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Obama: Trump is a 'symptom' of misinformation, QAnon is 'seeping' into GOP

Former President Obama criticized President TrumpDonald John TrumpStephen Miller: Trump to further crackdown on illegal immigration if he wins US records 97,000 new COVID-19 cases, shattering daily record Biden leads Trump by 8 points nationally: poll MORE for spreading misinformation as he kicks into campaign mode for Democratic presidential nominee Joe BidenJoe BidenBiden leads Trump by 8 points nationally: poll Ivanka Trump raises million in a week for father's campaign On The Money: McConnell says Congress will take up stimulus package at start of 2021 | Lawmakers see better prospects for COVID deal after election MORE.

Speaking on the “Pod Save America,” podcast, which is hosted by his former aides, Obama sounded the alarm on the rapid spread of false information on social media, accusing Trump of accelerating the trend. 

“Social media, media infrastructure, the conservative media infrastructure. We've had this conversation before. That is a problem that is going to outlast Trump. Trump is a symptom of it and an accelerant to it,” he said in the interview, which was released Wednesday evening. “It has gotten turbocharged because of social media. And because the head of our government, of our federal government has resorted to it.” 

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The former president said the rapid spread of misinformation online is hindering productive debates on substantive issues in the country, including climate change and the coronavirus pandemic. 

“I don't have a quick answer for that, because part of what happens within, when you get these echo chambers, is they become impenetrable, right? Any bit of information that contradicts the world view and the conspiracies within it or the conspiracy theories within it, it gets rejected as part of a conspiracy and part of the liberal plot. But I do think that that's going to be a big challenge that we all have. And I'm concerned about it,” he said.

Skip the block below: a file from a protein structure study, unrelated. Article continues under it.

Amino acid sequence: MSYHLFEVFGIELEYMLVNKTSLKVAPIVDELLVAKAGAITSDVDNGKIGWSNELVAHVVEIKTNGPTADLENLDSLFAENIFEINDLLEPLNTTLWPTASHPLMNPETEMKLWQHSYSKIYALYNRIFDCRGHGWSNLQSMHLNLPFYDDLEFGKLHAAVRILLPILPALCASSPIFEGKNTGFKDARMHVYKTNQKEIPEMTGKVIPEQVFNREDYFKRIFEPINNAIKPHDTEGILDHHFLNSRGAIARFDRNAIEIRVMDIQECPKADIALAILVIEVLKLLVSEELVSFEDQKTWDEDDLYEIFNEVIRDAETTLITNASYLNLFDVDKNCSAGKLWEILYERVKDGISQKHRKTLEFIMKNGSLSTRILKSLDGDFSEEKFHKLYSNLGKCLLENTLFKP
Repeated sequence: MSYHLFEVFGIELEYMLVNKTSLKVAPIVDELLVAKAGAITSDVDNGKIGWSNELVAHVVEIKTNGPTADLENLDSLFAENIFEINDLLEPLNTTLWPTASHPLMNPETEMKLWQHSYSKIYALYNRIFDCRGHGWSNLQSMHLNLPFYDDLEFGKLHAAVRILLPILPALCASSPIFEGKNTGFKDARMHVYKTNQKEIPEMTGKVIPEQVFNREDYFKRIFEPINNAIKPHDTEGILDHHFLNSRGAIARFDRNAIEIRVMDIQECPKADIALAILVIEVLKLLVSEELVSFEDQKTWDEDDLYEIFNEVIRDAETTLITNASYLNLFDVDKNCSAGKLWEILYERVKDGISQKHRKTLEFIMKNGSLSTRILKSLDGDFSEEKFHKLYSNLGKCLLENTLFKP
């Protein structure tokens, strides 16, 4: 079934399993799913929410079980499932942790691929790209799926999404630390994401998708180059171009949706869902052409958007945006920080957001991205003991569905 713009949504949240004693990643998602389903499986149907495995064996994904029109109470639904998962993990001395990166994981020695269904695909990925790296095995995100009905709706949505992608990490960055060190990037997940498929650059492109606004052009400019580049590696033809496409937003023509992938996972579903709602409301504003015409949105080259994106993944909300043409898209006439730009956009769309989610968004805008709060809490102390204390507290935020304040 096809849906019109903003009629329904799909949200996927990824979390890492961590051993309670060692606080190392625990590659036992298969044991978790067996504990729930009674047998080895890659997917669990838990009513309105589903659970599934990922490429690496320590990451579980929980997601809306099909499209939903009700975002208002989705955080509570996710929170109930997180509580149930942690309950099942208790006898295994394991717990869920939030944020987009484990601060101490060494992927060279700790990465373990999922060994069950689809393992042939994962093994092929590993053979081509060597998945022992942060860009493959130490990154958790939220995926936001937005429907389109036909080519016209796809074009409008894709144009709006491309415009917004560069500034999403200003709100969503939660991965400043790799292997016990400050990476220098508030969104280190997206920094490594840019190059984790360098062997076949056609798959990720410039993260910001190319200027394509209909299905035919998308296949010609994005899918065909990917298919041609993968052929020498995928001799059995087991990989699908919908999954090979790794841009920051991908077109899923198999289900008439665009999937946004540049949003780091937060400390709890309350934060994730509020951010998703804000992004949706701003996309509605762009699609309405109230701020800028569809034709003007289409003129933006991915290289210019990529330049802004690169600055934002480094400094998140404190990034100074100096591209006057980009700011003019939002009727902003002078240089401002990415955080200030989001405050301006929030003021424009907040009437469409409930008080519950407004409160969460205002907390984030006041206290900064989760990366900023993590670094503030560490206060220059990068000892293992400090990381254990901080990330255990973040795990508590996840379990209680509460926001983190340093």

A Cornell University study released this month analyzed more than 38 million articles about the coronavirus pandemic between Jan. 1 and May 26 and found that mentions of Trump made up 37.9 percent of “the overall misinformation conversation,” more than anything else. The study concluded that Trump was “likely the largest driver of the COVID-19 misinformation ‘infodemic,’” as the World Health Organization has called COVID-19 misinformation.

Trump himself admitted in an interview with Washington Post journalist Bob Woodward in February that he was downplaying the risks from the pandemic in order to prevent spreading panic, and he has since warned voters to not let the virus “dominate” their lives since overcoming his own bout with COVID-19.

Obama also noted in the interview that an alarming outgrowth of the spread of disinformation was the mushrooming popularity of the QAnon conspiracy theory, which alleges without evidence that Trump is working with the military to unmask and disband a pedophilic ring of deep-state actors.

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While lawmakers initially brushed off the conspiracy theory, a number of Republicans who have expressed support for QAnon have run for office, with at least one, Marjorie Taylor Greene, anticipated to win a House race in Georgia.

“When you look at insane conspiracy theories like QAnon seeping into the mainstream of the Republican Party, what that tells you is that there are no more guardrails within that media ecosystem,” Obama said.

The broadsides come as Obama reportedly prepares to hit the campaign trail for Biden, giving his former vice president a key boost in the final sprint to Election Day.

While Biden himself has increased his travel in recent days, Obama’s star power is still virtually unmatched among the Democratic Party base, easily making him Biden’s most effective surrogate.

The Trump campaign did not immediately respond to a request for comment from The Hill.